I picked up this camera in Cash Converters for £3.50. A bargain, even if it didn’t work. Luckily it did work, and I’ve had some nice photographs from it.
However, there was one small problem.
As you can see, the Shutter Speed Indicator and Exposure Indicator are both inverted. This really didn’t bother me too much as I always used a separate light meter. I recently thought it would be nice to have it working properly, and spurred on by my first camera fix (re-aligning the rangefinder on an Agfa Super Silette), I decided to have a go.
Initial searched found very little on tearing down the STX-1N, but I did find a video on YouTube By TOMMY Official tearing down an STX-1. This helped particularly with the removal of the rewind spool.
I probably didn’t do this in the best order, but it worked. Also, I couldn’t capture everything I did, as I only have two hands, I could have done with a stand for the phone I was taking the progress photos with.
Remove external screws.
There are a total of 8 screws located around the exterior of the camera.
The first two allow the removal of the front nameplate and exposes 2 more underneath it.
This leaves 2 on the front, 2 on the rear and 1 on each side to remove.
Remove rewind spool.
Open up the rear of the camera, and using a screwdriver lodged in the spool, this allows you to unscrew the top rewind knob.
With the knob removed, this exposes a split screw around the shaft. I don’t know if there’s a correct tool to remove this, but a flat head screwdriver and some careful pressure allowed it to be unscrewed.
Removal of Film Advance Lever.
This is relatively easy. There are two screws on the underside that allow the plastic cover to come off.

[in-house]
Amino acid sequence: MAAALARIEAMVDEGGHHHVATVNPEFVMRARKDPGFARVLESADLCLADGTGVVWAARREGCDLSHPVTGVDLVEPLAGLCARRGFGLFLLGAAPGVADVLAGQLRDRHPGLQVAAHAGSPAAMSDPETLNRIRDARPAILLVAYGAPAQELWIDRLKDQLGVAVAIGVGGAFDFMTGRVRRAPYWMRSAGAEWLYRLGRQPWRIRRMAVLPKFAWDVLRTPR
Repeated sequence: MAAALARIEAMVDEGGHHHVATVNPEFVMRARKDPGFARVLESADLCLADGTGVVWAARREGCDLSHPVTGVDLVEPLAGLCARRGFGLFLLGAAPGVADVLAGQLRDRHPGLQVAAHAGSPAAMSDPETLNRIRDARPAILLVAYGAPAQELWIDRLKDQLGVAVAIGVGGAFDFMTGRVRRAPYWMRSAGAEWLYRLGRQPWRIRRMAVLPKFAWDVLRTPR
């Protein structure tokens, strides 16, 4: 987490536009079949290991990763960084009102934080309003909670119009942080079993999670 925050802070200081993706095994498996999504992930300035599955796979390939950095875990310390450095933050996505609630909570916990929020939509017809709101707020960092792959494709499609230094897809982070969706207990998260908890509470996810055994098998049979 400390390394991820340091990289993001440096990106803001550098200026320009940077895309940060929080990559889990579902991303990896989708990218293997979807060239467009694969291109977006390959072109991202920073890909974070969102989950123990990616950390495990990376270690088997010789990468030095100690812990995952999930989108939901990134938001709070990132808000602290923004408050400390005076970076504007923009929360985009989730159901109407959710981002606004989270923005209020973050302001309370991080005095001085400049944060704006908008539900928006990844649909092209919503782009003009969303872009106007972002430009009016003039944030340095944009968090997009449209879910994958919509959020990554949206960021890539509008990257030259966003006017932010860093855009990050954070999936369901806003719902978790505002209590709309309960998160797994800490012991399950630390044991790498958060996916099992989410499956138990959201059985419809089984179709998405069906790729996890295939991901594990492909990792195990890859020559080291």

Once the cover is off, there is a top screw holding the lever in place. Careful removing this as there are 2 washers and a dust cap under the lever that come off too.
Removal of Top Cover.
As I had already removed the screws, the top cover just needed to be jiggled gently to come off. Be careful of the wire leading from the hot shoe into the camera body.
Removal of Prism.
The prism is held in place by the copper bracket at the front, held in with the two screws either side. I advise unscrewing these just a little, then holding them with tweezers as you unscrew all the way, to ensure it doesn’t fall into the camera.
There is a black plastic cover over the prism, and once this is off, the prism can be carefully lifted out from under the wires above it.
Once the prism is out, the overlay with the numbers can be removed carefully with tweezers.
After this, it was a case of flipping the overlay over and reassembling by doing everything in reverse order.
A thing to note during reassembly, be careful of wires sticking out from under the top cover, especially just above the viewfinder. And the battery cover will slide out completely when the cover is lifted, so maybe taping this down before removing the top cover would be advisable.
Once reassembly is completed, a look through the viewfinder confirms the overlay is now the right way around.